(Read this series from its beginning here.)
Again, this gives us insight into life-giving ways to interpret the language of “taking up the cross and following” Jesus. Interpreting the cross as self-sacrifice that Jesus modeled and that we must follow too has borne destructive, harmful fruit in multiple vulnerable communities, especially women in Christian circles. In these circles, taking up one’s cross has come to mean remaining silent: Be like Jesus. Take up your cross. Just silently bear the injustice you are suffering. But this is not at all what we see Jesus doing in the story.
In the story, Jesus is refusing to be silent and bear suffering. He is speaking out, despite knowing that a cross may very well be the backlash he receives for doing so. I do not believe that Jesus would have taught the oppressed, whose lives and selves were already being sacrificed by those in power and whose humanity was already being denied, to choose self-sacrifice and denial of their humanity. Jesus instead gave them a way to affirm their humanity, worth, and value; to stand up and speak out, even in the face of the threat of death.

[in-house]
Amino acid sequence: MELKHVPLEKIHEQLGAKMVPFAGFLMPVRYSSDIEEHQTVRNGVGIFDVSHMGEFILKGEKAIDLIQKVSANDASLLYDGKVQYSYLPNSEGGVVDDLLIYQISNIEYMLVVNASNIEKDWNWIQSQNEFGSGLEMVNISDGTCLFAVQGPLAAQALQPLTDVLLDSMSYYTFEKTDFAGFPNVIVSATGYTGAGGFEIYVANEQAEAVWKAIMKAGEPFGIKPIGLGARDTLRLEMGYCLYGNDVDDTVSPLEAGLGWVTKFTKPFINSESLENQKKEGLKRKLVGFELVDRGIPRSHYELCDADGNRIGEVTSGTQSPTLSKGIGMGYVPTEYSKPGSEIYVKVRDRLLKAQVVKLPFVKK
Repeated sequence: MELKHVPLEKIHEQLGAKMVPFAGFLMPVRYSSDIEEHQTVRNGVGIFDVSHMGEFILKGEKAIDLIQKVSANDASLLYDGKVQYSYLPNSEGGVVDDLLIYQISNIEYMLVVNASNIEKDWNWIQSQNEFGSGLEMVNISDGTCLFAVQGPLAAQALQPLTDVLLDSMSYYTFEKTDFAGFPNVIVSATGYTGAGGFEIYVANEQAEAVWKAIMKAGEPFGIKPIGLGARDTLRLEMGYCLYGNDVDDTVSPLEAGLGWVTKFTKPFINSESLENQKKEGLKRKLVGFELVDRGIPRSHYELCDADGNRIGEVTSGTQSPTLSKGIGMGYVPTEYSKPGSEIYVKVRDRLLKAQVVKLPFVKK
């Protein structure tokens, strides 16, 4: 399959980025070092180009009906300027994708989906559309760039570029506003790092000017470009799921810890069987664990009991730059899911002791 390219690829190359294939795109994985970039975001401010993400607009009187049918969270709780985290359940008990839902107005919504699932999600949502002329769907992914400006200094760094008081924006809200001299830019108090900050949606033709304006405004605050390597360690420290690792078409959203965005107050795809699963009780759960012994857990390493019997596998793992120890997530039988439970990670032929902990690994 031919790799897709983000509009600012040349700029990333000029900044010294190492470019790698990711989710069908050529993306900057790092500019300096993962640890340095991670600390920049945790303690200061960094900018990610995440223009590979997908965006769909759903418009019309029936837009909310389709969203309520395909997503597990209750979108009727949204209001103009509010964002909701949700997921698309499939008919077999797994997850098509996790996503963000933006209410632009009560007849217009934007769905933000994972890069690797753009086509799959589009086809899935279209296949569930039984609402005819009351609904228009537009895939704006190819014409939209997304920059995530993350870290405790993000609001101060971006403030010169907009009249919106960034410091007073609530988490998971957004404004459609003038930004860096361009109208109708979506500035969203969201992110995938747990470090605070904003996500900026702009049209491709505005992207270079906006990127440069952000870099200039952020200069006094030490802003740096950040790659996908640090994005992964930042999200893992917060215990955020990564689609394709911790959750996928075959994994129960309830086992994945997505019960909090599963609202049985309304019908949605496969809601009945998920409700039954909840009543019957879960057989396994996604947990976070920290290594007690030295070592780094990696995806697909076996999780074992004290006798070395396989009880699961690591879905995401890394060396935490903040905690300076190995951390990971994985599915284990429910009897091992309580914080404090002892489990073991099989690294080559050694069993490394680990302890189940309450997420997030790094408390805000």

The other phrase in this passage that speaks to me at this moment in American society is “What does it profit a person if they gain the world but lose their self.” At the time of this writing, I was watching the second impeachment trial of former president Donald Trump. Over the last four years, every time I have thought that this is the moment Republican lawmakers will wake from their spell, break from their path, and do what’s right, they have instead sunk to lower depths. But my concern is not partisan politics. My concern is humanity. One party has dug in and placed their own political, re-election aspirations over and against the common good, the good of the country, basic humanity including their own, and even against democracy itself.
Yet what’s at stake is larger than democracy. We’ll discuss this in our final installment, next.